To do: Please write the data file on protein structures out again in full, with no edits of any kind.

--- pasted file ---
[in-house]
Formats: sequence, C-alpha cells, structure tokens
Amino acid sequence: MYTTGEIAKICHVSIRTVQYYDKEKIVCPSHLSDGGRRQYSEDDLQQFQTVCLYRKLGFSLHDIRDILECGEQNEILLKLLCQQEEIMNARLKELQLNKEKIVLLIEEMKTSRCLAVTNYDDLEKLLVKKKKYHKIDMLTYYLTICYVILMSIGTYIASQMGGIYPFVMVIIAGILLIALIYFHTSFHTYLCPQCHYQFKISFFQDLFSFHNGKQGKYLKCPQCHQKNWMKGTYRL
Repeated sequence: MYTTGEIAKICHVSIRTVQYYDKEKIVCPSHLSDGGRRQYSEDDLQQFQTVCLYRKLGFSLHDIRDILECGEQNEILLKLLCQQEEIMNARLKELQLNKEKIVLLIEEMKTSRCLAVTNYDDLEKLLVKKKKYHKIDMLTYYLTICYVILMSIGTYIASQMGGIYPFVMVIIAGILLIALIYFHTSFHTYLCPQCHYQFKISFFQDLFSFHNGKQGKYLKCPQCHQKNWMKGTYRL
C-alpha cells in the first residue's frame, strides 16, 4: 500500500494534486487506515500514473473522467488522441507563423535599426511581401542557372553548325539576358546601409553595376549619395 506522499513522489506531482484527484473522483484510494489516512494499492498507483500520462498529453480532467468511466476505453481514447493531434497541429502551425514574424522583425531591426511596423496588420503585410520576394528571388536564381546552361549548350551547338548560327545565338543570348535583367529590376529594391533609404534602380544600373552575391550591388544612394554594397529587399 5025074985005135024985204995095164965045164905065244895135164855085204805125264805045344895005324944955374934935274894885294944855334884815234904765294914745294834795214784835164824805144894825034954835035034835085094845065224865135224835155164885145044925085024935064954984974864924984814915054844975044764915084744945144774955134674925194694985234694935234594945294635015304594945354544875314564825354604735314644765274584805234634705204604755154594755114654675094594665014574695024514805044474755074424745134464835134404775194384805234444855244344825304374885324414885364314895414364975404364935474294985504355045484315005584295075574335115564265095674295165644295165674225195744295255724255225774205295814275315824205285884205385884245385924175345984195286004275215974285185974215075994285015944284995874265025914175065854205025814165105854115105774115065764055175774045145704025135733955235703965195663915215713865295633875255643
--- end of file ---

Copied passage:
[in-house]
Formats: sequence, C-alpha cells, structure tokens
Amino acid sequence: MYTTGEIAKICHVSIRTVQYYDKEKIVCPSHLSDGGRRQYSEDDLQQFQTVCLYRKLGFSLHDIRDILECGEQNEILLKLLCQQEEIMNARLKELQLNKEKIVLLIEEMKTSRCLAVTNYDDLEKLLVKKKKYHKIDMLTYYLTICYVILMSIGTYIASQMGGIYPFVMVIIAGILLIALIYFHTSFHTYLCPQCHYQFKISFFQDLFSFHNGKQGKYLKCPQCHQKNWMKGTYRL
Repeated sequence: MYTTGEIAKICHVSIRTVQYYDKEKIVCPSHLSDGGRRQYSEDDLQQFQTVCLYRKLGFSLHDIRDILECGEQNEILLKLLCQQEEIMNARLKELQLNKEKIVLLIEEMKTSRCLAVTNYDDLEKLLVKKKKYHKIDMLTYYLTICYVILMSIGTYIASQMGGIYPFVMVIIAGILLIALIYFHTSFHTYLCPQCHYQFKISFFQDLFSFHNGKQGKYLKCPQCHQKNWMKGTYRL
C-alpha cells in the first residue's frame, strides 16, 4: 500500500494534486487506515500514473473522467488522441507563423535599426511581401542557372553548325539576358546601409553595376549619395 506522499513522489506531482484527484473522483484510494489516512494499492498507483500520462498529453480532467468511466476505453481514447493531434497541429502551425514574424522583425531591426511596423496588420503585410520576394528571388536564381546552361549548350551547338548560327545565338543570348535583367529590376529594391533609404534602380544600373552575391550591388544612394554594397529587399 5025074985005135024985204995095164965045164905065244895135164855085204805125264805045344895005324944955374934935274894885294944855334884815234904765294914745294834795214784835164824805144894825034954835035034835085094845065224865135224835155164885145044925085024935064954984974864924984814915054844975044764915084744945144774955134674925194694985234694935234594945294635015304594945354544875314564825354604735314644765274584805234634705204604755154594755114654675094594665014574695024514805044474755074424745134464835134404775194384805234444855244344825304374885324414885364314895414364975404364935474294985504355045484315005584295075574335115564265095674295165644295165674225195744295255724255225774205295814275315824205285884205385884245385924175345984195286004275215974285185974215075994285015944284995874265025914175065854205025814165105854115105774115065764055175774045145704025135733955235703965195663915215713865295633875255643